Bob Dylan's new album, Modern Times, is incredibly relaxed. Most of the songs are mid-tempo shuffles, with the arrangements focusing on texture (a guitar riff here, a drum fill there, a bit of violin) rather than on power. There are only a couple real rockers, and even they are not played for rock-and-roll drive.
My first listen was last night after supper, with three kids running round (well, okay, Sara was not running around, since she can't walk yet, but it's a metaphor). The sound of the CD made the whole living room calm; the kids' energy did not seem hectic with these gentle but pulsing rhythms surrounding them. Despite being very worn out, I just sat there on the couch and enjoyed the music and the kids.
I've been catching bits of lyrics here and there, but nothing that makes me want to cite anything yet. Lots of nice turns of phrase, as always, and a healthy dose of lines that are actually clichés, but that sound beautiful in a song. Also, the lyrics are not included with the disc, and I have not yet been able to find them on line.
In fact, the phrases that keep coming to me tend to be from songs from Dylan's last, Love and Theft, which just indicates that this CD sounds a lot like that one—and why shouldn't it? One feature of both Love and Theft and Modern Times is just how wonderfully recorded they are.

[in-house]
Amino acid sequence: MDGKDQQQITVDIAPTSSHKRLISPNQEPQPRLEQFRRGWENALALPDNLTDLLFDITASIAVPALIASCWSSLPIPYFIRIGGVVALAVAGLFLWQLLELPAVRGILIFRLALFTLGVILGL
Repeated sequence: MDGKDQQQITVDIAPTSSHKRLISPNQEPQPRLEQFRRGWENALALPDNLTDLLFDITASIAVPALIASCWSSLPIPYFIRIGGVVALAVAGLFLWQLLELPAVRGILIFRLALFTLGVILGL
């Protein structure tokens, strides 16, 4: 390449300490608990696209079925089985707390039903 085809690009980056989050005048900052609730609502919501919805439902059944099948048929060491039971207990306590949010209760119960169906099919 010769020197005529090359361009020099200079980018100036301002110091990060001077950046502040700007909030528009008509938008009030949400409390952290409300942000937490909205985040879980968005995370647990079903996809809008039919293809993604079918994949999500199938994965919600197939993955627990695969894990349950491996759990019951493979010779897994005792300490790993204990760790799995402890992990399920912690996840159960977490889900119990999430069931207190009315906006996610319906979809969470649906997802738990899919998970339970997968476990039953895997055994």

The titles that have struck me the most on Modern Times are the first two, "Thunder on the Mountain" (not a rocker; the thunder is in the distance, as it were) and "Spirit on the Water" (with some exquisite rhythym riffing from the guitars), as well as two ballads, "When the Deal Goes Down" (with its title that sounds familiar to any Deadhead) and "Nettie Moore." The last of these is the most singular tune on the CD musically: the groove is much less pronounced, and the sparseness of the arrangement (though not the details) recalls the exquisite "Sugar Baby" from Love and Theft. The arrangement of the drums deserves special mention: using mostly just a straight-four bass drum, with some percussion details added on the choruses (or perhaps they are bridges?), George Recile has produced a masterpiece of minimalism in his playing here.